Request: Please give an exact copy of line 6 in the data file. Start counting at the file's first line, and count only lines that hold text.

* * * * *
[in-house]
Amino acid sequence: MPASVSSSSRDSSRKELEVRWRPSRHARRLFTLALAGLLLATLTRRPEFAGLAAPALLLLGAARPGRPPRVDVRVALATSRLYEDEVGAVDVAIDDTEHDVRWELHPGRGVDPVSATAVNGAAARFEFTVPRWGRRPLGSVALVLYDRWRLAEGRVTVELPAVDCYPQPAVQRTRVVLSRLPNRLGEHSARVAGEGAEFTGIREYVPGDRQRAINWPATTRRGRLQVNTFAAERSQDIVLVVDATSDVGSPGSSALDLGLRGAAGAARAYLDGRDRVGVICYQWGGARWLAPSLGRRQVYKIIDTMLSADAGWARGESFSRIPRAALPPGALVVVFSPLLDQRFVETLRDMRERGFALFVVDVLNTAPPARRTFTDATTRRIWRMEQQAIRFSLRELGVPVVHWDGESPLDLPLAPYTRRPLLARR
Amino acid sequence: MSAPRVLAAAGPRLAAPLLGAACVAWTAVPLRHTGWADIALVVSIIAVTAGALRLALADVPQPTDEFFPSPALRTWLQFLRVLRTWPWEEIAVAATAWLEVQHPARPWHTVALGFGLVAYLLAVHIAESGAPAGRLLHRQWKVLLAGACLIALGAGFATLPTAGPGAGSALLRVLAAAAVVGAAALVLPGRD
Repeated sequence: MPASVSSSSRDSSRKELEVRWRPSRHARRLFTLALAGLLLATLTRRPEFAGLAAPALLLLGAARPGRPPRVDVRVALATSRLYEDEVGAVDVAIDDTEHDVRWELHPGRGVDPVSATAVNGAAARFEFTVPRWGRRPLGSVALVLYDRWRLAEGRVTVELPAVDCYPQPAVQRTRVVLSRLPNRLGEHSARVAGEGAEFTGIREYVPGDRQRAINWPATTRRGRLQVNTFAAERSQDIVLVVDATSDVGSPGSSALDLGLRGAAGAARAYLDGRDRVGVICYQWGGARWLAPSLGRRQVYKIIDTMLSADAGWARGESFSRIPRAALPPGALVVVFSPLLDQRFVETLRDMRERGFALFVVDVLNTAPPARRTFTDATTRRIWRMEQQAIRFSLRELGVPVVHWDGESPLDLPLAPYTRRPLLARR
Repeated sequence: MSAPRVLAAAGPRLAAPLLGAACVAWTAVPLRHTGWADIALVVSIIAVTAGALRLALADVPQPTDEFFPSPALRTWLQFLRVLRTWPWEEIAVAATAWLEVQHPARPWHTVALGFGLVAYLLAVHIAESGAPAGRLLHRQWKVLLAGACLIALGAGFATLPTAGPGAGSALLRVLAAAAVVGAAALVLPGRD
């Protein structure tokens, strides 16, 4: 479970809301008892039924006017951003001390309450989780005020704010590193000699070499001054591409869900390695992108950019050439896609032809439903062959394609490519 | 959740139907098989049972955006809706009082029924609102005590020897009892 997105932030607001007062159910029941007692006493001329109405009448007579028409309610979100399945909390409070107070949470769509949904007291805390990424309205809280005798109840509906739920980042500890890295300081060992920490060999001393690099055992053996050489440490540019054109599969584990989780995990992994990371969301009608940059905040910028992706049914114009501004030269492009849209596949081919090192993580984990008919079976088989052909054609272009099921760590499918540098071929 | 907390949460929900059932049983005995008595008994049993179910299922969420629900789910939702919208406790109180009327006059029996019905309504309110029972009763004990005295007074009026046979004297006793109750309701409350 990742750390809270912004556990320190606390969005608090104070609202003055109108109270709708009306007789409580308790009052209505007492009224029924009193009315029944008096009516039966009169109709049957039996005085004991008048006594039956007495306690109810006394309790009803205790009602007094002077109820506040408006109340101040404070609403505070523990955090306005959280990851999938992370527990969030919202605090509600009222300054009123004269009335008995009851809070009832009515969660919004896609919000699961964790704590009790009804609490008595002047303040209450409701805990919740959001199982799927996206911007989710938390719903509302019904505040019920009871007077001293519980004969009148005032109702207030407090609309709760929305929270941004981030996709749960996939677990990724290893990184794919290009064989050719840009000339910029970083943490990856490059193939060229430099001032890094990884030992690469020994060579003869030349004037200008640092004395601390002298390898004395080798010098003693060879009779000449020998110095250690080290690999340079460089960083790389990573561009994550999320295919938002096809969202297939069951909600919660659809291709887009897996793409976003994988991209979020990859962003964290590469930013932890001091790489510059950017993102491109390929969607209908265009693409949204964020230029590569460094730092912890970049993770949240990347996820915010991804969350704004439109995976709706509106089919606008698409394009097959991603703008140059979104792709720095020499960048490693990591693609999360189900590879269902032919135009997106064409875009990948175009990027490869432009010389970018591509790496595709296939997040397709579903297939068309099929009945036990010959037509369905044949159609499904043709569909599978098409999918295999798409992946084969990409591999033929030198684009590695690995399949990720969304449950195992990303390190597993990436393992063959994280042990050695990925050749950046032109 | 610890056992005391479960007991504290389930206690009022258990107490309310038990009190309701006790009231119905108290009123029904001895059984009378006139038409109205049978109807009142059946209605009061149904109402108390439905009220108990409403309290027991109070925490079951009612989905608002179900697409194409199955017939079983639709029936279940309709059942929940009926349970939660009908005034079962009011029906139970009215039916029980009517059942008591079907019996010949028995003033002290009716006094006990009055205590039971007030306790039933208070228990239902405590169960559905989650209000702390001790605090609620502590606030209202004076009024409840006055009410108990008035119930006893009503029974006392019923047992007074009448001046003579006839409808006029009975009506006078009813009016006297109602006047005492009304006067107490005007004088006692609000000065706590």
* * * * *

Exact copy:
């Protein structure tokens, strides 16, 4: 479970809301008892039924006017951003001390309450989780005020704010590193000699070499001054591409869900390695992108950019050439896609032809439903062959394609490519 | 959740139907098989049972955006809706009082029924609102005590020897009892 997105932030607001007062159910029941007692006493001329109405009448007579028409309610979100399945909390409070107070949470769509949904007291805390990424309205809280005798109840509906739920980042500890890295300081060992920490060999001393690099055992053996050489440490540019054109599969584990989780995990992994990371969301009608940059905040910028992706049914114009501004030269492009849209596949081919090192993580984990008919079976088989052909054609272009099921760590499918540098071929 | 907390949460929900059932049983005995008595008994049993179910299922969420629900789910939702919208406790109180009327006059029996019905309504309110029972009763004990005295007074009026046979004297006793109750309701409350 990742750390809270912004556990320190606390969005608090104070609202003055109108109270709708009306007789409580308790009052209505007492009224029924009193009315029944008096009516039966009169109709049957039996005085004991008048006594039956007495306690109810006394309790009803205790009602007094002077109820506040408006109340101040404070609403505070523990955090306005959280990851999938992370527990969030919202605090509600009222300054009123004269009335008995009851809070009832009515969660919004896609919000699961964790704590009790009804609490008595002047303040209450409701805990919740959001199982799927996206911007989710938390719903509302019904505040019920009871007077001293519980004969009148005032109702207030407090609309709760929305929270941004981030996709749960996939677990990724290893990184794919290009064989050719840009000339910029970083943490990856490059193939060229430099001032890094990884030992690469020994060579003869030349004037200008640092004395601390002298390898004395080798010098003693060879009779000449020998110095250690080290690999340079460089960083790389990573561009994550999320295919938002096809969202297939069951909600919660659809291709887009897996793409976003994988991209979020990859962003964290590469930013932890001091790489510059950017993102491109390929969607209908265009693409949204964020230029590569460094730092912890970049993770949240990347996820915010991804969350704004439109995976709706509106089919606008698409394009097959991603703008140059979104792709720095020499960048490693990591693609999360189900590879269902032919135009997106064409875009990948175009990027490869432009010389970018591509790496595709296939997040397709579903297939068309099929009945036990010959037509369905044949159609499904043709569909599978098409999918295999798409992946084969990409591999033929030198684009590695690995399949990720969304449950195992990303390190597993990436393992063959994280042990050695990925050749950046032109 | 610890056992005391479960007991504290389930206690009022258990107490309310038990009190309701006790009231119905108290009123029904001895059984009378006139038409109205049978109807009142059946209605009061149904109402108390439905009220108990409403309290027991109070925490079951009612989905608002179900697409194409199955017939079983639709029936279940309709059942929940009926349970939660009908005034079962009011029906139970009215039916029980009517059942008591079907019996010949028995003033002290009716006094006990009055205590039971007030306790039933208070228990239902405590169960559905989650209000702390001790605090609620502590606030209202004076009024409840006055009410108990008035119930006893009503029974006392019923047992007074009448001046003579006839409808006029009975009506006078009813009016006297109602006047005492009304006067107490005007004088006692609000000065706590």